I recently finished reading an excellent book called “Mindset” by Carol Dweck that explores a growth mindset and a fixed mindset (we all have one mindset towards some topics and the other towards other topics).
With so much research on the topic, we are joining the freelancing ‘movement’ at the best possible time in history because we can use this research to make our lives easier by understanding ourselves better.
Specifically for freelancing, that means adopting a growth mindset and working with other people to speed up your learnings (and earnings).
A growth mindset could be feeling that there are enough clients for everyone to be a successful freelancer. While a fixed mindset might be that if I get a freelancing project someone else has to lose it in order for me to win it.
Allow me to show you how by using a mastermind..
Masterminding: a simple tool for learning FAST
Masterminding is simply two people (or a small group) getting together and working on a mutual challenge.
For example, you and your friend masterminding how to get your first freelance project via the Upwork platform.
There is another hidden benefit besides conquering the challenge itself: it is an excellent way to make new, lifelong, cool friends that are similar to you.
You might solve that challenge together in a week whereas if you are going at it alone it might take you a month.
Why? Well, you have to go through everything yourself without any shortcuts but because you don’t have the accountability, typically it is easier to get emotional, overwhelmed and stuck.
In a good mastermind, you’ll get much more done than the work you put in. In a decent mastermind, you’ll typically get twice the results without doing much extra work simply because you share your experience with each other.
However, in a good mastermind, you’ll get much more than that because of the perspective you are able to get. It’s like mapping out the landscape in the dark- the more people to cover ground, the more ground you can cover.
Now, imagine if instead of being two, you are three or four people sharing your insights with each other…
It hasn’t always worked out well but I’ve experienced amazing results several times – simply because consistently getting another perspective on your exact challenge helps you get unstuck.
Typically a mastermind is time-limited or limited to solving a specific challenge and once that is done, the mastermind dissolves itself but it can be restarted again around a new challenge.
Contrary to what seems to be the popular opinion you don’t need to get to the same final place, routine or goal- you just need to experiment together.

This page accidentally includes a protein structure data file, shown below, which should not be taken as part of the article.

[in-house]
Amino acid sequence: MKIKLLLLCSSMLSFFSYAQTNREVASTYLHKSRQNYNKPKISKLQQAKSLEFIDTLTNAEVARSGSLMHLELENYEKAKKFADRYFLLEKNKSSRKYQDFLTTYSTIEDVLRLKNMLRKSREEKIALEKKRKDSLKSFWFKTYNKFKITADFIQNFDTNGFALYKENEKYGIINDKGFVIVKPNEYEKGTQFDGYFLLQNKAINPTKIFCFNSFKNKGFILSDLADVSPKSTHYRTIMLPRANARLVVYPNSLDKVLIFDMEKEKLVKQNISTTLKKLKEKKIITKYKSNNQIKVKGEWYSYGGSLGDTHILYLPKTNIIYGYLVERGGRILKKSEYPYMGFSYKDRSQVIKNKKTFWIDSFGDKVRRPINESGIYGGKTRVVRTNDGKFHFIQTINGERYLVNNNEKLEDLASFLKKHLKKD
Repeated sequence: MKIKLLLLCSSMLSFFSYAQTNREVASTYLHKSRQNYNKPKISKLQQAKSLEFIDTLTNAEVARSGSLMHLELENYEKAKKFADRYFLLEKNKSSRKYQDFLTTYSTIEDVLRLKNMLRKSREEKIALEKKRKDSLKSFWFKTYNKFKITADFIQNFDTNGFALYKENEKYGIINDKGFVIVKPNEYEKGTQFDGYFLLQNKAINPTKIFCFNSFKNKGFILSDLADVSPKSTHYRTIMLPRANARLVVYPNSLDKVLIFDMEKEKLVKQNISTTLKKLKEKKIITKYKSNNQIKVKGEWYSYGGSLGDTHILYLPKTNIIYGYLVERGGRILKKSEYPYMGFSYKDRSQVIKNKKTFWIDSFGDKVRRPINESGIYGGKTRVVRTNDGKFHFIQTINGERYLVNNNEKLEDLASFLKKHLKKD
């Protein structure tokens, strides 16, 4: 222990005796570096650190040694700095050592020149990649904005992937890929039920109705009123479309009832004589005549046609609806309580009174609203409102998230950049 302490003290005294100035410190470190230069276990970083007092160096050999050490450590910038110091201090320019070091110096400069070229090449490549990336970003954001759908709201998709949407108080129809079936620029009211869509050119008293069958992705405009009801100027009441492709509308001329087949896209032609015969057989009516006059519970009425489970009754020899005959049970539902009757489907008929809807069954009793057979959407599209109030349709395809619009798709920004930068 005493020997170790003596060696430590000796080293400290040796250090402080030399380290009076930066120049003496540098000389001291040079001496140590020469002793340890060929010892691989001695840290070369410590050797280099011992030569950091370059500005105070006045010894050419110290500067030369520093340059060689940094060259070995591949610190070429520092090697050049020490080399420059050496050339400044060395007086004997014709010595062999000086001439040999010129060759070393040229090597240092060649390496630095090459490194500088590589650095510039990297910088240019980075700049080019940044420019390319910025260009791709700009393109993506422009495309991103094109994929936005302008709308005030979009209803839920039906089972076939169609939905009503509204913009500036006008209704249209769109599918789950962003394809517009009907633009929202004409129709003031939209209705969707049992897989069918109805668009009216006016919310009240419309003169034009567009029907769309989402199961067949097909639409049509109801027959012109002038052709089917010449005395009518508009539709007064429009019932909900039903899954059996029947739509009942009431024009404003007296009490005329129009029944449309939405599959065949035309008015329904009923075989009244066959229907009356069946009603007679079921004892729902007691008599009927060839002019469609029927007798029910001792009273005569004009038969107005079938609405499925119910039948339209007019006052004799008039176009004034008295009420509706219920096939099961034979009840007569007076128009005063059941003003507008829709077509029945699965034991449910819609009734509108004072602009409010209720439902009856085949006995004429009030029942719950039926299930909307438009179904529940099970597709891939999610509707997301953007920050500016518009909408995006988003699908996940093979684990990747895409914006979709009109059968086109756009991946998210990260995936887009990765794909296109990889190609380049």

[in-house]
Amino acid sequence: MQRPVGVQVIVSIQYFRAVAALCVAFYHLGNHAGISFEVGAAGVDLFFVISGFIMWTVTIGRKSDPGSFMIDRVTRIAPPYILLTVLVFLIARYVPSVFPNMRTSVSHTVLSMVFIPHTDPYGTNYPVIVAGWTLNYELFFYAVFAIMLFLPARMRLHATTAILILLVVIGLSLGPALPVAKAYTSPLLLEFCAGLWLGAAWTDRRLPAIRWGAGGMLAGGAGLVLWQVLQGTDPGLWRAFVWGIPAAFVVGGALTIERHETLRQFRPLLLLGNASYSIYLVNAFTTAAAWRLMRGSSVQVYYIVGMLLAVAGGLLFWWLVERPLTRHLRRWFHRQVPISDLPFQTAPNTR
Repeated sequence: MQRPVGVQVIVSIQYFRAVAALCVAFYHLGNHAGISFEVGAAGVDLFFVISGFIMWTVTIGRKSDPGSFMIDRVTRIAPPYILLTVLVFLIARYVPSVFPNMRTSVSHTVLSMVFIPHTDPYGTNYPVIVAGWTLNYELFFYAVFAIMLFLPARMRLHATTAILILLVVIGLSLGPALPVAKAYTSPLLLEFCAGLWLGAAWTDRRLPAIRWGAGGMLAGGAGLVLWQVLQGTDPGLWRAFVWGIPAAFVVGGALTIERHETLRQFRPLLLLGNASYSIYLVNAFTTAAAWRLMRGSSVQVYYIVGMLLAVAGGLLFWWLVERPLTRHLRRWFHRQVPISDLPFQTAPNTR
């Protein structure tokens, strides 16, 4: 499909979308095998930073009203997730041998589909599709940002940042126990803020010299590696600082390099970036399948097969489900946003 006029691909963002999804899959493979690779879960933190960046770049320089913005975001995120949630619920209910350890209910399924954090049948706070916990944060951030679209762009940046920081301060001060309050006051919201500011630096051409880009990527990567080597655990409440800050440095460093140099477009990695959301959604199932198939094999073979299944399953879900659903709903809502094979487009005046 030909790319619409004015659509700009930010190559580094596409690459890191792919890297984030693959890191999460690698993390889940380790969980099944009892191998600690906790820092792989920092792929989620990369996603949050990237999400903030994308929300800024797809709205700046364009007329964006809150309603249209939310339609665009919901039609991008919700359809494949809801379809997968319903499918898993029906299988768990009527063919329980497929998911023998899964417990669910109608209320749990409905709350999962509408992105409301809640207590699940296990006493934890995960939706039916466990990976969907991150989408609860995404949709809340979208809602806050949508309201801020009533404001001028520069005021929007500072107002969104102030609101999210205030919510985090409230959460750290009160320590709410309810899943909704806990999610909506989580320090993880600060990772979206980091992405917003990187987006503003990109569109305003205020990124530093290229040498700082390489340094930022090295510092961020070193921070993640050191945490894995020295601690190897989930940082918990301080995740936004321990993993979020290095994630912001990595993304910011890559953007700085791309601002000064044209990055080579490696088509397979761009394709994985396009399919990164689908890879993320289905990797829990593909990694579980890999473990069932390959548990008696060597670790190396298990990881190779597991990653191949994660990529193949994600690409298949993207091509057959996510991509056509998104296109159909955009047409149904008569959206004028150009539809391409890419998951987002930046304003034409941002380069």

For example, you’ll do experiment A and they experiment B, and you compare the results and work to understand why they happened.
Two powerful masterminds that can help you today
I’ve experimented with different mastermind types and structures, and these two really it hit home:
- Mastering a topic together
Accountability can be as simple as the way a friend of mine likes to do it:
Get together a couple of people and each of you decides 2-3 tasks you’d like done within the next couple of hours.
Besides specifying the exact time you need to be done with the tasks and specifically what those are, you put down a meaningful amount of money right there on the table (literally). If you don’t finish what you intended, your money is now your friend’s money.
That sucks and that’s why it works. It can be a painful experience.
For example, the other day we met to finish some work and I decided I needed to finish a report and send out an email related to it. So, those were my two tasks.
I decided that two hours would be just enough time for me to finish it while still needing to work effectively. I put down $25 and placed ‘my bet’ that I could do it meanwhile my friend did the same with his own tasks.
You don’t have to put down $25 – just whatever amount is meaningful enough for you that you will take it seriously. For some that will be less and for others it will be more- experiment and find the best fit for you.
If you are unable to meet up in a cafe, you can also do it online via Skype, Discord, Slack, etc. You simply run a live video chat with your friend while you both work.
This variation of a mastermind is more of a short-term, quick and dirty one. With types like an accountability mastermind, you can stretch it out for a longer period of time and catch up with your partner say once a week for 30 minutes on a set time and day.
In that session (whether it be a phone call, video call or meeting in person), you can talk about what you worked on this week, what kind of challenges and successes or failures you had and what you’d like to work on the following week and discuss on the next call.
I find it important to keep a structure to make sure you cover all the things you need to without feeling like it has to be a dreaded phone call you need to do for hours each week.
By the way, it does not have to be weekly- some people prefer that it is bi-weekly, monthly or even yearly and that is totally fine.
Another option is masterminding a particular topic together.
Masterminding a particular topic
This type of mastermind typically takes longer as it focuses on a small group cracking a particular challenge or topic together.
That could simply be you and your friends getting together and figuring out how to get your first three clients on Upwork.
Typically, you’d go at it alone by sending out proposals, and in the beginning probably not hearing back from most of them and not knowing why. I know because I’ve tried it and so has my students. It is hella frustrating.
In that case, I imagine you would also either dread sending out more proposals because nothing is happening or you might continue and luckily someone eventually writes you back, yet you don’t really understand why.
Compare that to jumping on a call a day later only to discover that your buddy just landed their first client while another just got a write-back from a proposal they sent.